‘The Bisexual’ creates a sharp yet incomplete portrait of identity

While the miniseries explores sexuality and adulthood with raw, personal wit, it’s too brief to tell a cohesive story.

This review contains spoilers for “The Bisexual.”

Desiree Akhavan has made a name for herself by telling queer women’s stories on a scrupulous indie stage. In answer to many male-helmed LGBTQ films in which main female characters (if there are any) are fetishized and defined in relation to their sexualities, she’s crafted witty, moving stories that are bolstered by her own experiences as a bisexual Iranian-American woman.

However, during promotion for her debut film, “Appropriate Behaviour,” Akhavan felt strangely uncomfortable when constantly described in relation to her sexuality. To explore this feeling, she co-wrote, directed and starred in “The Bisexual,” a six-episode Hulu dramedy that marks her clever, if inconsistent, foray into television.

The miniseries revolves around Leila (Akhavan), a thirty-something living in London. On the surface, it seems like her life is coming together perfectly — she spends her days working on a tech startup with her long-term girlfriend Sadie (Maxine Peake), and is regularly surrounded by a throng of hyper-cognizant creatives within the city’s queer, bohemian scene.

But when Sadie expresses her desire to get married and start a family, Leila balks and decides to take a break. She leaves the couple’s stylish apartment behind and gets a straight male roommate: Gabe (Brian Gleeson), a failed novelist who’s hung up on his student, Francisca (Michèlle Guillot). In the midst of these life changes, Leila begins to grapple with the realization that she’s also attracted to men. Her late-blooming bisexuality poses a challenge not only to her previous understandings of her identity but also to her relationships with her loved ones.

For better or for worse, Akhavan’s sensibilities are inherent in the show’s DNA. The co-creator’s personal anecdotes blend with her and writing partner Cecilia Frugiuele’s penchant for dry humor to create a series that straddles the line between awkward, slapstick humor and keening rawness. The creator-turned-lead isn’t afraid to film long takes that alternate between heightened one-liners and confessional vulnerability, and her own measured performance seems to set the tone for the ensemble cast to fall in line. While many of them receive inconsistent screen time and character attention, their presence in their roles still makes them linger in the viewer’s mind — particularly Gleeson and Saskia Chana as Leila’s wry best friend, Deniz.

“The Bisexual” also remains free of the glamorized glossiness that pervaded early queer shows like “Queer as Folk” and “The L Word.” Leila’s navigation of sexuality and dating might not include alternative pop and coy voice-overs, but it does feature dim, fumbling sex scenes and arguments on loud public transit.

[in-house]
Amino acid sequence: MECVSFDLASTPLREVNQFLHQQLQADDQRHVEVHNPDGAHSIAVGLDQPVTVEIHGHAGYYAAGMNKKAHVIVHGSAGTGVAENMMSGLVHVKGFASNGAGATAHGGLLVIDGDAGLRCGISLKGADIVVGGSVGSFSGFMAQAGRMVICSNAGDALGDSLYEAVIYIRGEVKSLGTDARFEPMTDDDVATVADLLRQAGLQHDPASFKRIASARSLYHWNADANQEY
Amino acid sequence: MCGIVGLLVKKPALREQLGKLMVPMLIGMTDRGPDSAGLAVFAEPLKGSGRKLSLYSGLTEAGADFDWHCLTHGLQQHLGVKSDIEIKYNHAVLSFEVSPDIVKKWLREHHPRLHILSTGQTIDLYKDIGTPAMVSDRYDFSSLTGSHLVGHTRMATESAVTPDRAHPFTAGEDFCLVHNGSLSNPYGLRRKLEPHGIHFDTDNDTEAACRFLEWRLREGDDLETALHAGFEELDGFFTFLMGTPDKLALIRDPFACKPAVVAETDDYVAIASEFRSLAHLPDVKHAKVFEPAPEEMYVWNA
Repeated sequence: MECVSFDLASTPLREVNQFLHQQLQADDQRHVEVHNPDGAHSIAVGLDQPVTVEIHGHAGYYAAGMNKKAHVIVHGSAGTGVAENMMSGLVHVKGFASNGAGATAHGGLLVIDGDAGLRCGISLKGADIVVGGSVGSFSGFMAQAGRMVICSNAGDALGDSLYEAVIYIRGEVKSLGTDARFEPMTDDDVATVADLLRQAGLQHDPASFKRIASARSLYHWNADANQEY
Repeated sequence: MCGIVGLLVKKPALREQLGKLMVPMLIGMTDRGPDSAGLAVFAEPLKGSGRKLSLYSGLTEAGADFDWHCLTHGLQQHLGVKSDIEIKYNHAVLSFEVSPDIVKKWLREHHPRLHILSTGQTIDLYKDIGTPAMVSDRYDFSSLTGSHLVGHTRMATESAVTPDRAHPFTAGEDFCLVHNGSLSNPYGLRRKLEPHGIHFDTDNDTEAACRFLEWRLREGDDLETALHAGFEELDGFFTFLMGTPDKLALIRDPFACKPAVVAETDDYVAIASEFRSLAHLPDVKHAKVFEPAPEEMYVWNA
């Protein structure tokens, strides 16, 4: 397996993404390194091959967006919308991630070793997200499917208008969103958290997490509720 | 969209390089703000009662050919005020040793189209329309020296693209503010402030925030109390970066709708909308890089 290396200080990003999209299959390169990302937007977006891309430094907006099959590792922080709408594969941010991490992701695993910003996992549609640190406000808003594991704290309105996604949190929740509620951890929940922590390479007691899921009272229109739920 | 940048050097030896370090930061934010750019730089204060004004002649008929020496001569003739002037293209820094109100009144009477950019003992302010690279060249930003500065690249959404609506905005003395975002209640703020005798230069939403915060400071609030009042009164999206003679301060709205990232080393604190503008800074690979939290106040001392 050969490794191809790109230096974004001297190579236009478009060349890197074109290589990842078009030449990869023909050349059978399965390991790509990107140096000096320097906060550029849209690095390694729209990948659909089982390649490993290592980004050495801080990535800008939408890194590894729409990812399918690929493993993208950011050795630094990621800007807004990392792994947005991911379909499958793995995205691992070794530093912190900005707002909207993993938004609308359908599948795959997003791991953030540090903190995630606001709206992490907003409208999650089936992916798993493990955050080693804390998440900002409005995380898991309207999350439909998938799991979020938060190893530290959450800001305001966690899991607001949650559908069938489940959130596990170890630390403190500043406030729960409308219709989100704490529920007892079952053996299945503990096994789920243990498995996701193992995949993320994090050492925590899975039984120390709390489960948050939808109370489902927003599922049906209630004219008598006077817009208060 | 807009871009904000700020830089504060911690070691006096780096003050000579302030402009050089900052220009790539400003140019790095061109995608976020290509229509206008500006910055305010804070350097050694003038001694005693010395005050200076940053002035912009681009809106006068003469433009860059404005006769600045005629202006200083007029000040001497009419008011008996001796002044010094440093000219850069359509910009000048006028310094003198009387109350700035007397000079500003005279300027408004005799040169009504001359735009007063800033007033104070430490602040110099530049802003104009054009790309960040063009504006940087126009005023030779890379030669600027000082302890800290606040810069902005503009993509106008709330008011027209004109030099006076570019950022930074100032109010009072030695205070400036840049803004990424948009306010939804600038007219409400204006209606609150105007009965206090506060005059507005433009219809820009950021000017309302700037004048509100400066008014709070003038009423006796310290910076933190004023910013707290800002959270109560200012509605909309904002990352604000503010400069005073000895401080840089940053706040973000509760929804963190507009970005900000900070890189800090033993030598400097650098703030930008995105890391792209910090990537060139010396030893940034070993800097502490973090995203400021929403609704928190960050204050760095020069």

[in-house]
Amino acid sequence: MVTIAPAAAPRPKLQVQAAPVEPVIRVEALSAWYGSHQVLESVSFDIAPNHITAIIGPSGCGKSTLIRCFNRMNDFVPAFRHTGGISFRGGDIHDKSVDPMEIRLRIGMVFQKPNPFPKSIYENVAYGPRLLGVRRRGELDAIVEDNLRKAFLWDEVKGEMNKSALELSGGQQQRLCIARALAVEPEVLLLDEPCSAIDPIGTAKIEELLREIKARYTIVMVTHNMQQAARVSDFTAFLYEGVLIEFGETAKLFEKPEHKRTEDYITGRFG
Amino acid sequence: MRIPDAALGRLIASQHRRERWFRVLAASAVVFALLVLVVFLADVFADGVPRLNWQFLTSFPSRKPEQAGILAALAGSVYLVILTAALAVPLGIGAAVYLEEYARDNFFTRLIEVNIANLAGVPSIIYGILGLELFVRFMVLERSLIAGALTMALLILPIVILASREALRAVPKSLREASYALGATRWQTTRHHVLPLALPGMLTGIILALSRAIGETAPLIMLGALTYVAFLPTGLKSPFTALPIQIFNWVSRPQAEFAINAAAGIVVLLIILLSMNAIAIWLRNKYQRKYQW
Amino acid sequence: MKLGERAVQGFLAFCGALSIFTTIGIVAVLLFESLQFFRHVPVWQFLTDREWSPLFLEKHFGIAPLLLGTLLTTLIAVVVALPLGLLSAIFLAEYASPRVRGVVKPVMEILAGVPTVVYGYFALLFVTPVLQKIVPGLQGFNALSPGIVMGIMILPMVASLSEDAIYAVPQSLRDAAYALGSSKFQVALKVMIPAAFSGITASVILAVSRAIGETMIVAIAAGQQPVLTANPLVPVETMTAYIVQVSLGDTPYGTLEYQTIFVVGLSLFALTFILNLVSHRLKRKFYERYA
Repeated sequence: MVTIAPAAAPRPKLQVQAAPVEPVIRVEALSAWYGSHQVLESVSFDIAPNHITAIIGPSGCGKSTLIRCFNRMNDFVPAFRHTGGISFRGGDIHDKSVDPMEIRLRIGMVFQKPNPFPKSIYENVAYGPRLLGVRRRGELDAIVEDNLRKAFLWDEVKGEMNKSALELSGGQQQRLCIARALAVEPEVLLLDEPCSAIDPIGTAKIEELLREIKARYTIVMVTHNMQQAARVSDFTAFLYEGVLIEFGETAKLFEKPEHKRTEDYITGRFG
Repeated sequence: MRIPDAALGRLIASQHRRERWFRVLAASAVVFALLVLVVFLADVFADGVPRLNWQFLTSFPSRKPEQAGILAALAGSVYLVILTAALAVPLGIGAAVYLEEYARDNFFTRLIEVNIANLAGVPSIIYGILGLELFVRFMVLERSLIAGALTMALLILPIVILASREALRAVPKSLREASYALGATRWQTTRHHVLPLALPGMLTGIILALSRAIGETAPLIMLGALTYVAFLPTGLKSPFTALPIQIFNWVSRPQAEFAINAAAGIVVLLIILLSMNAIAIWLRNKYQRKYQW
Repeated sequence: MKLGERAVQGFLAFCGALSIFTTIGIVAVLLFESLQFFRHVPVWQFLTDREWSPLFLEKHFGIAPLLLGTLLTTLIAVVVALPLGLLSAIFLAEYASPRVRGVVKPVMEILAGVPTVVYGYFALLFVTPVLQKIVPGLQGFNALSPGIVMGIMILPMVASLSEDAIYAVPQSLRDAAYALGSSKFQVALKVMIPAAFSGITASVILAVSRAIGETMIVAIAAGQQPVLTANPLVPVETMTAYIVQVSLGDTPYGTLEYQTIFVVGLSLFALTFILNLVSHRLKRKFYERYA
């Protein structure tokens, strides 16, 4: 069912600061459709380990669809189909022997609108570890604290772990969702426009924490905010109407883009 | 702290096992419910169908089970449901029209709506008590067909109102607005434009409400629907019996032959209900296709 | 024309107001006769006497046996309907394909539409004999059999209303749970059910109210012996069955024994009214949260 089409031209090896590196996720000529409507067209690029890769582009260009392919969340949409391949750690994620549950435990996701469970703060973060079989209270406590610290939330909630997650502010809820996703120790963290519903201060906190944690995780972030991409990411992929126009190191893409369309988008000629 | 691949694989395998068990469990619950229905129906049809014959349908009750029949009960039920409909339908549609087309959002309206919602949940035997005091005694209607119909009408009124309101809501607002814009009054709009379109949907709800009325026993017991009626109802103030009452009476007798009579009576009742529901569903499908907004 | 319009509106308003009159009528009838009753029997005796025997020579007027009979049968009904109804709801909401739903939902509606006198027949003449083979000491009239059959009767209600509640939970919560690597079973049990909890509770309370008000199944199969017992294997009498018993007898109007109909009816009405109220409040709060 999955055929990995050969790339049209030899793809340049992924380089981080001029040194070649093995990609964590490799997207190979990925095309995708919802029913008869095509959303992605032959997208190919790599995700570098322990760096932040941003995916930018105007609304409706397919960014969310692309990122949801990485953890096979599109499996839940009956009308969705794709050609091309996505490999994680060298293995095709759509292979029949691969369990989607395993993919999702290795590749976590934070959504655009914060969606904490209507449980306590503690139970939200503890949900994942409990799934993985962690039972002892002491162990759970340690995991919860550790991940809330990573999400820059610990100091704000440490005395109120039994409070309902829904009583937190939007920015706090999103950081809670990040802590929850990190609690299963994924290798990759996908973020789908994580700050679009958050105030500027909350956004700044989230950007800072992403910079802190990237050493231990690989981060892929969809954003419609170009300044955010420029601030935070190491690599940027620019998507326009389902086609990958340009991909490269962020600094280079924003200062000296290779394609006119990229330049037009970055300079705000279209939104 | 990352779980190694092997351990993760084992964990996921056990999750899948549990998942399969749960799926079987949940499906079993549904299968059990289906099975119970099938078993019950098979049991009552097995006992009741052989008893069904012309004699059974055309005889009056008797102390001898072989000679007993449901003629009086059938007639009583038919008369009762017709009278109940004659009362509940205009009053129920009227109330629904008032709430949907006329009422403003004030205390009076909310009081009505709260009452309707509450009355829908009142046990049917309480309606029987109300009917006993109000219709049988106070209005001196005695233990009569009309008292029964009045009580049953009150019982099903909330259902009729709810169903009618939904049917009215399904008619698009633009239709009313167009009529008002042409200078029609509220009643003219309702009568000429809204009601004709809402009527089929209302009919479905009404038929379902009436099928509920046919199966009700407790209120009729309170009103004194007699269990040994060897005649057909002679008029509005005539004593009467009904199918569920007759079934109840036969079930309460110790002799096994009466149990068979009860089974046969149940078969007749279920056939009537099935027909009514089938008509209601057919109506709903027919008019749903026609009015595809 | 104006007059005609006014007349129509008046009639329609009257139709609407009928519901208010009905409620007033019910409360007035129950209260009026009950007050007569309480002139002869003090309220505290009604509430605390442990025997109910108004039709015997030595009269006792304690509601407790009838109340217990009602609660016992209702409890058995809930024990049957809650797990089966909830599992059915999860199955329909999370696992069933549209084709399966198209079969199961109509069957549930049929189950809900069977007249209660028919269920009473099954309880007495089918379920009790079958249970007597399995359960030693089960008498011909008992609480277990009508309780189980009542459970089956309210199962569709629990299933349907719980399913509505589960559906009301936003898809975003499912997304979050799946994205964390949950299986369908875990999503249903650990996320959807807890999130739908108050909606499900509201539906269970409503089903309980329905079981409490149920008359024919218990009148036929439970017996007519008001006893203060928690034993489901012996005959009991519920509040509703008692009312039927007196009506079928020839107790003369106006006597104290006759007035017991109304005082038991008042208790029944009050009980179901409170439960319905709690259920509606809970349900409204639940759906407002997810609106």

Because queer women directing and starring in stories about themselves is so rare, one can’t help but admire Akhavan’s ability to portray a queer woman’s life as a realistically-messy dramedy, while also exploring how her sexuality affects her life in ways that straight and/or male creators might have never realized. Issues like biphobia in gay versus straight circles, the logistics of queer parenthood and navigating one’s sex life with partners of different genders are refreshing to see onscreen. In turn, their inclusion is a strong reminder of how far we still have to go to create a variety of “own-voices” stories in the mainstream.

That being said, “The Bisexual” is still the first time that Akhavan has worked beyond the 90-minute confines of her filmmaking roots, and ultimately, it shows. While “Appropriate Behaviour” and her new film “The Miseducation of Cameron Post” closely trail a few main characters, this series feels caught between serving as a character study of Leila and expanding out to the people in her life. This wouldn’t be as much of an issue if the cast was relegated to key players like Sadie and Gabe, but as the miniseries attempts to bring in minor characters like Gabe’s nephews or Leila’s assistants, it robs the main characters of emotionally-satisfying arcs.

The show’s grapplings with common gay and straight misrepresentations of bisexuality also beg the question of what exact audience the series has in mind. The fact that Leila’s queer friend group consists entirely of lesbians who openly engage in biphobic discourse feels remarkably dated in an era where, according to a statement from The Independent, over 72 percent of surveyed adults identified themselves as queer. In a miniseries with older protagonists that’s nonetheless populated with bright, youthful clubs and supporting characters, “The Bisexual” might have gotten more mileage out of a plotline that contrasts older millennials’ and young adults’ views of sexuality on a spectrum.

By the time that its finale finishes, the first season of “The Bisexual” feels like meandering groundwork for a fleshed-out dramedy that gives its writers ample room to find their legs across a series. The leads have wandered back to each other after receiving isolated moments of character growth, and Leila, Gabe and Sadie are finally starting to come to terms with their capacities to change. If the series gets a renewal and the extended budget and episodes that it deserves, hopefully the writers will reconsider their original plan to jump ahead in time — this story stands out in the world of rapidly expanding streaming content, but without more direction, it runs the risk of becoming a blip in Akhavan’s indie rise.

Edited by Siena DeBolt | sdebolt@themaneater.com

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